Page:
Kramer: A bettor's guide to Week 13 in college football

By Adam Kramer  (VSiN.com) 

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Information is important. Without it, especially in betting sports, you are largely lost. Whether it’s analytics or intel on rosters and injuries, having as much intel as possible is a necessity for prolonged success.

With that acknowledged, please don’t take what I am about to write as a counter for what amounts to reasonable thinking. In two instances last weekend, more information led many gamblers astray.

Weeks ago, I implored you to wait as long as possible before you bet on college football games this year. With COVID-19 and strict regulations about contact tracing -- coupled with college football coaches’ obsession with secrecy and misinformation -- it’s hard to know just how impacted a team’s roster will be until the team takes the field or the game is postponed

In two instances last weekend, late information on player availability produced rapid line movements. It was learned late Friday afternoon that Minnesota would be without about 20 players and coaches for its game against Purdue due to COVID-19. Before the news hit, Minnesota was a 2.5-point favorite and gaining steam. When the absences became public knowledge, the line swung five points, and Purdue was the favorite before kickoff.

The same ritual happened with Virginia Tech and Pittsburgh. While the Hokies were 3.5-point favorites leading into the afternoon, it was learned that the Panthers were down 16 players shortly before kickoff. As such, the line jumped three points before the game began.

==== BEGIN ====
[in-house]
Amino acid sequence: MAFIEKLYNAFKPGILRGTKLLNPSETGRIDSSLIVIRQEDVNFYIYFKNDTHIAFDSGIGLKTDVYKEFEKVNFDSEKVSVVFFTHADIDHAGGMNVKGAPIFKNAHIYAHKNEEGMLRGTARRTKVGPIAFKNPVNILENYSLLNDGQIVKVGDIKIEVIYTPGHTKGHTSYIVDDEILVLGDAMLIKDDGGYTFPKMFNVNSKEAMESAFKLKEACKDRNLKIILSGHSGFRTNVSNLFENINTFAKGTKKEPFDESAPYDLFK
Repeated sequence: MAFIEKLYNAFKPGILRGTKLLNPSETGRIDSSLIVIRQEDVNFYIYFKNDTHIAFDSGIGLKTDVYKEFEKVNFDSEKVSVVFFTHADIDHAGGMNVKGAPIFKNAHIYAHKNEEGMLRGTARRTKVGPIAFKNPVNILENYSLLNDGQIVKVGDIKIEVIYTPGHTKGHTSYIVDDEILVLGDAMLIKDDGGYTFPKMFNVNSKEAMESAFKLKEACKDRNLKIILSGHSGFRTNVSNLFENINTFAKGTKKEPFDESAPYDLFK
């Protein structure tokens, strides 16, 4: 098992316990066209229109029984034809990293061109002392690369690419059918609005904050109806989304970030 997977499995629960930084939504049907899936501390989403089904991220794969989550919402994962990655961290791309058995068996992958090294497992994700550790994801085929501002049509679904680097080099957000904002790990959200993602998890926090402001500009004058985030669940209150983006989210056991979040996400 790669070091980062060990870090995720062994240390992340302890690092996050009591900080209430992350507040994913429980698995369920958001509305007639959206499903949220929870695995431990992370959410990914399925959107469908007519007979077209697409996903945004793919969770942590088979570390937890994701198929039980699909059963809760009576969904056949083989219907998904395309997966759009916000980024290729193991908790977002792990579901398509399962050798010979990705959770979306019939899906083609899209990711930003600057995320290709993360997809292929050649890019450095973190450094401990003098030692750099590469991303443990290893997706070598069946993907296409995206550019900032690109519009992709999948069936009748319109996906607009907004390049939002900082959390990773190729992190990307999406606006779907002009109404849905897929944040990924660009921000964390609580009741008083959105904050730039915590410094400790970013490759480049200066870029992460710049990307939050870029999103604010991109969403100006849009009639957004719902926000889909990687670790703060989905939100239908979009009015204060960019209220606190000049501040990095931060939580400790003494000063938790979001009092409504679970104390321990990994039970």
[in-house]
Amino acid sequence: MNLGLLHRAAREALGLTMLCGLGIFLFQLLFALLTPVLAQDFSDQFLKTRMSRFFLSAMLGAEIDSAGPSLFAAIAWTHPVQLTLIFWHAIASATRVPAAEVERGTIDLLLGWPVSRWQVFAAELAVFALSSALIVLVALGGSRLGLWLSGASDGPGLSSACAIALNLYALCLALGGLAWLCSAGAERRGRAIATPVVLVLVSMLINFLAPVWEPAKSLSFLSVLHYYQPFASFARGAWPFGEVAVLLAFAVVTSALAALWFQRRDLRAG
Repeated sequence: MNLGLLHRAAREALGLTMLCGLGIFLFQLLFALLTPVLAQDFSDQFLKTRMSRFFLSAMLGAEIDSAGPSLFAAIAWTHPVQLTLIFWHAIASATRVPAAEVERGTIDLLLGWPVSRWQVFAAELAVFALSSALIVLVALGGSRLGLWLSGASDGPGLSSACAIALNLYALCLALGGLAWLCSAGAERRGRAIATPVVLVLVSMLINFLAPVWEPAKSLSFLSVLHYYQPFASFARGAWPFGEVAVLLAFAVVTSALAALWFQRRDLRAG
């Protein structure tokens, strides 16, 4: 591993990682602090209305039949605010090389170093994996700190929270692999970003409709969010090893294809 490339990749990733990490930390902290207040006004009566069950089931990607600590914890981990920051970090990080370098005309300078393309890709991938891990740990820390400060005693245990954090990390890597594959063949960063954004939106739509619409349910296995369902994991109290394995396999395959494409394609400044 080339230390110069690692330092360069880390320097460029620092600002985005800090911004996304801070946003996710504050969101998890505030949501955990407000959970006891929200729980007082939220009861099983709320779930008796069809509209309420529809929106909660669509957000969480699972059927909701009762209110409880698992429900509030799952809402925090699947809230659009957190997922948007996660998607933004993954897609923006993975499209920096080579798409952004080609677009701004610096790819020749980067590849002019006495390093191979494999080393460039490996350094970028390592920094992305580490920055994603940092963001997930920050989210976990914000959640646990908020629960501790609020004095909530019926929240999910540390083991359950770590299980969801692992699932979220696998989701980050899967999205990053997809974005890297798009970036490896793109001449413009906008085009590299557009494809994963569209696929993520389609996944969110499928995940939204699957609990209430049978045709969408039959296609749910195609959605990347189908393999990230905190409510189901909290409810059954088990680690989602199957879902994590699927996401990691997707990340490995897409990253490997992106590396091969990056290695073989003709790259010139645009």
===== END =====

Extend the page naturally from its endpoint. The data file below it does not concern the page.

People reacted to information. Not just information, but critical information that understandably influenced behavior. 

The final outcomes? Minnesota won outright in a thriller -- thanks largely to an assist from officials -- and Pittsburgh demolished Virginia Tech short-handed.

It’s not the first time this has happened this year. It won’t be the last time either. COVID-19 has wreaked havoc on the betting markets and will continue to do so.

Good information is still paramount. And as we know, good information -- or what feels like it in the moment -- doesn’t always translate. With COVID poised to affect games and rosters through the end of the year, that theme is likely to continue.

The Appetizer: Football Tidbits and Observations

1. The Tulsa cover. I’m not sure I need to say any more to those who bet Tulane last week. But I still can’t believe it. Down 14 points with its third-string quarterback, Tulsa connected on a Hail Mary to send the game to overtime and capped the comeback with a pick-six to cover the 5-point spread. I was on Tulane, and I can say it’s one of the crueler beats I’ve ever had. All-timer.

2. Except maybe this one. If you haven’t seen the end of Virginia-Abilene Christian yet, I implore you to watch it immediately. It’s a magnificent horror show.

3. I owe Indiana an apology. I didn’t love the game against Ohio State or the nearly-three-touchdown spread for either side. And I certainly wish I would’ve been more bullish on the Over. The more I explored this game, however, the more I thought Ohio State’s talent and speed would rule. And through about two quarters, the game was progressing as I thought it would. Then Indiana did its thing. And although the Hoosiers lost, it turns out this is a good football team with fun, talented players. Speaking of, how about wide receiver Ty Fryfogle? Seven more catches, 218 yards and three touchdowns. Ridiculous season for a breakout player.